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to the people in our lives. The genesis of Brewery Bhavana was friends coming together and thinking about what they love and putting all of that in one room.” The food at Bhavana welcomes and brings people together. Dim sum, which historically has served as a symbol of welcome, fittingly translates to “touch the heart.” At Bhavana they continue this ancient tradition. For Van and his team, dim sum functions as a “vehicle of the generosity of the moment.” Beyond reinforcing their community ethos, the dim sum and Chinese entrees stand out on their own. The fresh, bright, and simple flavors are a far cry from the greasy and salty flavors associated with Chinese food in the US. The chefs at Bhavana transform simple Chinese dishes into small works of art, with creative plating and garnishes inspired by the house flower shop. The elegant delivery of each dish inspires a sense of excitement that is maintained until the last grain of crab fried rice vanishes from one’s plate. While people come to Bhavana for different reasons - some stopping by for a beer and others gathering to read poetry - the pervading aura of acceptance makes everyone feel at home. Van accurately describes Brewery Bhavana as a living room for the rapidly changing Raleigh community, a place to exchange and cherish different narratives. At Bhavana, they do more than just sell food and beverages. Rather, Van views Brewery Bhavana as a new medium of development work. Like a public park or a coffee shop, Brewery Bhavana responds to the community’s desire for spaces that encourage an overlap of people from all walks of life.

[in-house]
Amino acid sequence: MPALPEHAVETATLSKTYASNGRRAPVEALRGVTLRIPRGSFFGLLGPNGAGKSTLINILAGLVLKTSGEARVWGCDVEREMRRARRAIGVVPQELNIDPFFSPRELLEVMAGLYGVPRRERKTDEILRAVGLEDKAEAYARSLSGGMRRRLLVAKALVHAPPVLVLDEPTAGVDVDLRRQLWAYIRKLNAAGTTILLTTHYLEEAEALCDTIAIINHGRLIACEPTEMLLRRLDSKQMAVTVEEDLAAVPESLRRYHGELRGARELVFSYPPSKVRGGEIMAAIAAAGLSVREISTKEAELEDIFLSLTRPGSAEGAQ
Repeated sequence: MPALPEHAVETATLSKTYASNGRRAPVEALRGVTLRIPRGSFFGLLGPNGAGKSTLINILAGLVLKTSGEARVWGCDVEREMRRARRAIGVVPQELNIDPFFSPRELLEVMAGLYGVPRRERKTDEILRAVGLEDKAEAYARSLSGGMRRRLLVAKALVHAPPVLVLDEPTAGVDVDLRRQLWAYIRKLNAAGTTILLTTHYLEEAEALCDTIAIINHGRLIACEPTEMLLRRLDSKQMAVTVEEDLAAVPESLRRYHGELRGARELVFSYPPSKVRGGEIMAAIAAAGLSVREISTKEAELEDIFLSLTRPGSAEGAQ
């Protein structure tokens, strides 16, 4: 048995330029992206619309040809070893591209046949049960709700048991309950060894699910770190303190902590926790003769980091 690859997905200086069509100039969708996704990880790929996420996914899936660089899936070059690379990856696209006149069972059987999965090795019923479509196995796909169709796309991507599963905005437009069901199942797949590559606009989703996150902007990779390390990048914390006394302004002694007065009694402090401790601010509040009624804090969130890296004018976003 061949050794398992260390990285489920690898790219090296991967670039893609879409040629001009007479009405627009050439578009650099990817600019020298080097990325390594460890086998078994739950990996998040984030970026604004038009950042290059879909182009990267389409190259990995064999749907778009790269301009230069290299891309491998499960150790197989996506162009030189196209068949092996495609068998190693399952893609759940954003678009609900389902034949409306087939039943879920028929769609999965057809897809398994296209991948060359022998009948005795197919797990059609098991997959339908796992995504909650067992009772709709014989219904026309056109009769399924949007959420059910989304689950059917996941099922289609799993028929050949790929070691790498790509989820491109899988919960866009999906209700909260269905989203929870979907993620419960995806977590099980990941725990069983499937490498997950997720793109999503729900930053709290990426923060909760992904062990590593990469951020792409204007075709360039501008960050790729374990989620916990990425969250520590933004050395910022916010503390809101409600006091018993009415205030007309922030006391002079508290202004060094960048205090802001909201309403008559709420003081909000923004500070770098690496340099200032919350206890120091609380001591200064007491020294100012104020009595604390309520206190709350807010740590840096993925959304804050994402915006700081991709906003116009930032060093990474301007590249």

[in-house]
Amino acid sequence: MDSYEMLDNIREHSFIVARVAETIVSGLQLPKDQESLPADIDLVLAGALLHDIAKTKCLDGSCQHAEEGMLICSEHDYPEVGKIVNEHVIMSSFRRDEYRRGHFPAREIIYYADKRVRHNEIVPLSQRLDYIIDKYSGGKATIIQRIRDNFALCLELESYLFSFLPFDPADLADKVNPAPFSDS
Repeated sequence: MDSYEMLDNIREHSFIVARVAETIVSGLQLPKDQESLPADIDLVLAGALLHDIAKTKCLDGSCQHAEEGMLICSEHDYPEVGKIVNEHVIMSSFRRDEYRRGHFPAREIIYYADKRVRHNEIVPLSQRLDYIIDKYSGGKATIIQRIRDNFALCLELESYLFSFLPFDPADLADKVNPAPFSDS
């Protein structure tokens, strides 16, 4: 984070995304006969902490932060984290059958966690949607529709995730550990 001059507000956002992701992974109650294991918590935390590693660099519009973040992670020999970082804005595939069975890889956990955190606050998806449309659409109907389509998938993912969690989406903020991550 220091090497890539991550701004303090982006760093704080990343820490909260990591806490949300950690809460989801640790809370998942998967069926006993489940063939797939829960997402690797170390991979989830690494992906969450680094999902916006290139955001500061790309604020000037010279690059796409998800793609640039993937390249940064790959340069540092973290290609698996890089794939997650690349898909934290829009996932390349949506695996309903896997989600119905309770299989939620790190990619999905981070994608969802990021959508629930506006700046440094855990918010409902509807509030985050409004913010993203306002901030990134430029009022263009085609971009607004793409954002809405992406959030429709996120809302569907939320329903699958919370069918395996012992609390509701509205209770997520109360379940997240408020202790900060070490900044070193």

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“The Chefs at Bhavana transform simple Chinese dishes into small works of art”

Brewery Bhavana 218 S Blount Street, Raleigh, NC 27601 www.brewerybhavana.com

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“I don’t think it’s unique to me. The feeling that I get when I hit that trail and get lost in nature … we have a wealth of that in Durham fortunately, but this is different because we get to hold it and claim a special connection to it.” - Zulayka Santiago

Mere minutes away from downtown Durham, Earthseed Land Collective lays nestled under a bright blue sky. Endless farmland is interrupted by a few wooden houses, painted white, with wrap-around porches and screen doors. Standing in the door frame is Zulayka Santiago, one of Earthseed’s co-founders. Warm and talkative, she eagerly introduces herself while cutting kiwis for her daughter’s morning snack.

Courtney Woods, arrives just a few moments after we settle in. She and Zulayka introduce Earthseed’s origin, highlighting the significance of the collective’s name. The name “Earthseed” is actually an homage to Octavia Butler-- a brilliant black, female, science fiction author who emphasized the decolonization of the mind. Butler’s trilogy, “Earthseed,” is based on the idea that all life on Earth comes from a seed, one that is adaptable to an ever-changing world.

Sunlight streams through the kitchen windows. The comforting smell of homemade cooking fills the room as Justin Robinson, a Grammy award winning artist and another Earthseed co-founder, prepares a baked chicken and spinach dish for a food justice event occuring that evening. While sitting at a round table, the collective’s members buzz in and out of the kitchen. Every so often Zulayka’s daughter, closely followed by her dog Twinkles, runs up to us reminding us that the space was a home as well as a workplace.